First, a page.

Our barge trip was an evening affair and despite being just past midsummer, it was dark by the time we returned to Ipswich. And, what a treat to approach the Old Customs House from the water lit up in all its glory.
Finally, if you were wondering what Victor looks like under sail, here’s a couple of photographs I took from another boat as Victor sailed past us on a very windy day in August 2018.
Even before my parents took my sister and I to the British Museum to see the 1972 Tutankahmun Exhibition I had already fallen under the spell of Ancient Egypt.
I still have my original collection of newspaper articles, souvenir extracts and a history magazine stuck in a scrapbook accompanied by an average 10 year old’s random commentary and drawings.
Incidentally, I can see now, as the front cover has come unglued, that this scrapbook had originally been used for a school project imaginatively called ‘Normans’. All trace of school Normans has gone and my obsession for all and anything Ancient Egyptian (a topic not covered at my village school) has instead filled the pages and still does, sort of, 50 years on.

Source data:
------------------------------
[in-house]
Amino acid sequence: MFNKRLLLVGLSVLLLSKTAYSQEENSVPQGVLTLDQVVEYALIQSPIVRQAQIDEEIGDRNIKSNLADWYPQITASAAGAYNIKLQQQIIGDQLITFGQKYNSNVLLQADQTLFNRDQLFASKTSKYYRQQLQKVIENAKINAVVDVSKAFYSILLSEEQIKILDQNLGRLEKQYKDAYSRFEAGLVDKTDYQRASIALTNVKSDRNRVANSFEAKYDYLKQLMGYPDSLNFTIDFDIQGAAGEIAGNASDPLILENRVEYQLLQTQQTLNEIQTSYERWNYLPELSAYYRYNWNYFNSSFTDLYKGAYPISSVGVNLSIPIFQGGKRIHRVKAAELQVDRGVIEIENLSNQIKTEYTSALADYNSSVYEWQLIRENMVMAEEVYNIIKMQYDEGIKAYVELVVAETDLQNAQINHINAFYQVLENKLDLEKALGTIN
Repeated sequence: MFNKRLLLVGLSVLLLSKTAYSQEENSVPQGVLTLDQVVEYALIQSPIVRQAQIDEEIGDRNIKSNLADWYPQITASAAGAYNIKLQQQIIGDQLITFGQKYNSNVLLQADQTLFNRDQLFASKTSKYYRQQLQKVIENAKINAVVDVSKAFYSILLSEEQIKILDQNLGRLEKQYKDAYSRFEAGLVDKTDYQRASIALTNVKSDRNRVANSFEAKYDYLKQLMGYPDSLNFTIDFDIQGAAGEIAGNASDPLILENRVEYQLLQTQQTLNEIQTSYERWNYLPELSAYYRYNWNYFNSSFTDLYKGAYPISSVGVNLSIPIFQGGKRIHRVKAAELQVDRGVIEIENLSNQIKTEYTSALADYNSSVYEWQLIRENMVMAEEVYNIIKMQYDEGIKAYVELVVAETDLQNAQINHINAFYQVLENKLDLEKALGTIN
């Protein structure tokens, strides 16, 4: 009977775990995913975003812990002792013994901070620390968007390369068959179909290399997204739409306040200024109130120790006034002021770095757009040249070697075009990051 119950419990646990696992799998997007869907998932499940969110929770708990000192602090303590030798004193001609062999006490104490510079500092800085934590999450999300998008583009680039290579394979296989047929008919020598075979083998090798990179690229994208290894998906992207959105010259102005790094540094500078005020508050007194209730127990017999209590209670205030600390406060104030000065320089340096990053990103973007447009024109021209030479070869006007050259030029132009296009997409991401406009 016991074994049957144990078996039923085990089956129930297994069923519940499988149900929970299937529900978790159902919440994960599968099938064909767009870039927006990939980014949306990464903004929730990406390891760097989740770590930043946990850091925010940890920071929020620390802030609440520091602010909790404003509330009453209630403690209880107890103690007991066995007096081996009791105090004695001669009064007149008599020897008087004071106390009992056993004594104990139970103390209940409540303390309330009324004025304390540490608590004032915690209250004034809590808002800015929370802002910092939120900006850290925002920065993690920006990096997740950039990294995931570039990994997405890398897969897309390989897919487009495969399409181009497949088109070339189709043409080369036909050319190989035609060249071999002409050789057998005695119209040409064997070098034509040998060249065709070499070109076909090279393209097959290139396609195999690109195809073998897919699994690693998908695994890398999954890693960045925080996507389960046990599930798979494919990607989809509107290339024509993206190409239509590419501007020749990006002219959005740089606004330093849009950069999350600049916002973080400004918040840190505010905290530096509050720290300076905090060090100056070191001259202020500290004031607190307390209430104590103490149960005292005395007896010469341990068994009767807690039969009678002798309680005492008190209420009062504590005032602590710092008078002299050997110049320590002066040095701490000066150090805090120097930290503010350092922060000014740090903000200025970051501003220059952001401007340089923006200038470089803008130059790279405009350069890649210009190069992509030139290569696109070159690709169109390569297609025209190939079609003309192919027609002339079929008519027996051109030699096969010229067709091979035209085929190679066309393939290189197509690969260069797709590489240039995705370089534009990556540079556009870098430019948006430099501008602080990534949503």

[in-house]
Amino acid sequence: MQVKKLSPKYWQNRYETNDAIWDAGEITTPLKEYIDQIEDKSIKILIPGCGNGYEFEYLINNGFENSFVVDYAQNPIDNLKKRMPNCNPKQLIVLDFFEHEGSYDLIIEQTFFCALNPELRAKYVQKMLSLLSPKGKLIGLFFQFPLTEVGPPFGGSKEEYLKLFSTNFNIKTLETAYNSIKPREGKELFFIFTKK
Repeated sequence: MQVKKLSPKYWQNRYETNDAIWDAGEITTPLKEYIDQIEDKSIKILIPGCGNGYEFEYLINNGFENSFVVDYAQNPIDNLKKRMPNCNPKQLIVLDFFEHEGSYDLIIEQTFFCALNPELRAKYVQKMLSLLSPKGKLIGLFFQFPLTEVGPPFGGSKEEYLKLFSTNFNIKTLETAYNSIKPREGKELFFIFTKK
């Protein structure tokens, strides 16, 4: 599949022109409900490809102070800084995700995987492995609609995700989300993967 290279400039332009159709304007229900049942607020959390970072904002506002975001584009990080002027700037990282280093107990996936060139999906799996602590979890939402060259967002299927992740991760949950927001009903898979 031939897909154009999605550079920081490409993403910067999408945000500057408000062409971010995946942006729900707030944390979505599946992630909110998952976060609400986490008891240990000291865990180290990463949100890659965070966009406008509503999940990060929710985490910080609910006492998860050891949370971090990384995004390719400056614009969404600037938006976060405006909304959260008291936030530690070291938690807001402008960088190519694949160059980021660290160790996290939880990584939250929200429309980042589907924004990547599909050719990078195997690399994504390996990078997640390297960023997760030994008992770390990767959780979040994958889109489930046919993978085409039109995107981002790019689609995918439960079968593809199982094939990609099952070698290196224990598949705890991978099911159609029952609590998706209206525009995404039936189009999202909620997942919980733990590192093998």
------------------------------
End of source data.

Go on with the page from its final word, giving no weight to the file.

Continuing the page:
Of course during the run up to the 1972 ‘blockbuster’ exhibition, although that term wasn’t used back then, there was plenty of press coverage. Serious articles in the Sunday broadsheets and specialist magazines were printed as well as the ubiquitous souvenir pull-out.
The 1972 exhibition consisted of fifty prize objects from Tutankhamun’s reign as the boy-king of Egypt (BC1361 to 1352). The artefacts had been lent by the Egyptian Government and made this the biggest Tutankhamun exhibition outside Egypt. Fifty objects to mark the 50 years since 1922 when the English archaeologist, Howard Carter, had discovered Tutankhamun’s tomb with the inner chamber still intact and undisturbed by grave robbers.